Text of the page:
Microsoft last week revealed that Longhorn will be called "Windows Vista" - and may need to visit the courts to justify its use of the name.
The Redmond-based company has annoyed a near neighbour: long-established business software maker, Vista.
Also based in Redmond, Vista was founded in 1999 by John Wall, described as a, "well-known technology executive in the area", by The Seattle Times.
Vista is "examining" Microsoft's chosen name in order to assess whether it violates the company's six-year old trademark. Wall will speak with Microsoft on the matter, and is prepared to resort to court action to protect his business.
In the Internet age, original names are becoming increasingly hard to find, and given Microsoft's market position, some analysts don't think the name matters too much.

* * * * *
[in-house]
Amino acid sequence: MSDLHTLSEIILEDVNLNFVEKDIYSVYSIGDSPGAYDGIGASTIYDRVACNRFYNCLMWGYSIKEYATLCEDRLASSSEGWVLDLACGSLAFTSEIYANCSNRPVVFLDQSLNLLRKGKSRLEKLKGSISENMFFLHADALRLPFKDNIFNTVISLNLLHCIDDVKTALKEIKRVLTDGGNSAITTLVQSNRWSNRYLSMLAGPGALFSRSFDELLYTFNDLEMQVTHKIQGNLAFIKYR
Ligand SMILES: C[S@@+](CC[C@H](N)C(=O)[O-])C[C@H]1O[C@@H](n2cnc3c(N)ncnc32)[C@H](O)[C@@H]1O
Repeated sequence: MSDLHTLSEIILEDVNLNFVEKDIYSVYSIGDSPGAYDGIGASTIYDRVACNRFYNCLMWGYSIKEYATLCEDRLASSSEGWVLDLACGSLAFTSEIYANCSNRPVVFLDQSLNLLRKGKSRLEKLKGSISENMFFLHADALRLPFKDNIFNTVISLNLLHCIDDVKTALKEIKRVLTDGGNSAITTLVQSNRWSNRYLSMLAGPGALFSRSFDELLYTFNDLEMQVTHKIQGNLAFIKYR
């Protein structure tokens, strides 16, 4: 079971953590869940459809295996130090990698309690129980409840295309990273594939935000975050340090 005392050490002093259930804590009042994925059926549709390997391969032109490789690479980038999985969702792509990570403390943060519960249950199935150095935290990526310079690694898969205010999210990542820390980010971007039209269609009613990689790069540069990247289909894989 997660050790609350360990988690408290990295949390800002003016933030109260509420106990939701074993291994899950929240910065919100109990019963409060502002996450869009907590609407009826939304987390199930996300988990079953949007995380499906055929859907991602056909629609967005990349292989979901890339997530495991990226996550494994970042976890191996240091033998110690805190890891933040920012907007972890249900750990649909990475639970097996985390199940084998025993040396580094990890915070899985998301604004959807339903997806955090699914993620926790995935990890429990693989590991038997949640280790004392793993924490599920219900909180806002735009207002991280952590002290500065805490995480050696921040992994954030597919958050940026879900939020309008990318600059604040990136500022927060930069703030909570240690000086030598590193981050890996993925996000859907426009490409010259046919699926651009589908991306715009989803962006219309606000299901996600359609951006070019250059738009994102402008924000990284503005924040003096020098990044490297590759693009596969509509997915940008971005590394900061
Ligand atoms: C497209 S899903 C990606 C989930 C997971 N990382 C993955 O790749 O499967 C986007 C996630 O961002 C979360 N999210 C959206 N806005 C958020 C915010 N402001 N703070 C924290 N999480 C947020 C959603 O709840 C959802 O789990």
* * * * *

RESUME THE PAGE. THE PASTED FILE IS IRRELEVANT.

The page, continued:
Naming Company owner David Burd told The Seattle Times: "If Microsoft called it Windows Garbage, would people still buy it? Yeah, they'd buy it. They've got something like 90 per cent penetration in the world of operating systems."
Microsoft clears it up
Greg Sullivan, group product manager in the Windows client division said the name reflects Microsoft's focus for the release of, "bringing clarity to the world so you can focus on what matters to you."
Issues between Vista and Microsoft need to be resolved fast - Microsoft plans massive marketing using the name next year, as it sets the scene for the new operating system's debut by August 3, 2006.
What's in a name?
Wall warns that the name "Vista" to be a "tricky choice", because, "many companies claim trademarks on various uses of the word".
Microsoft counters that it is attempting to trademark the use of the term, "Microsoft Vista", and that other uses of the word Vista are not part of the company's strategy.
The Redmond software giant may have missed a trick: the company has "missed a chance to create a unique name".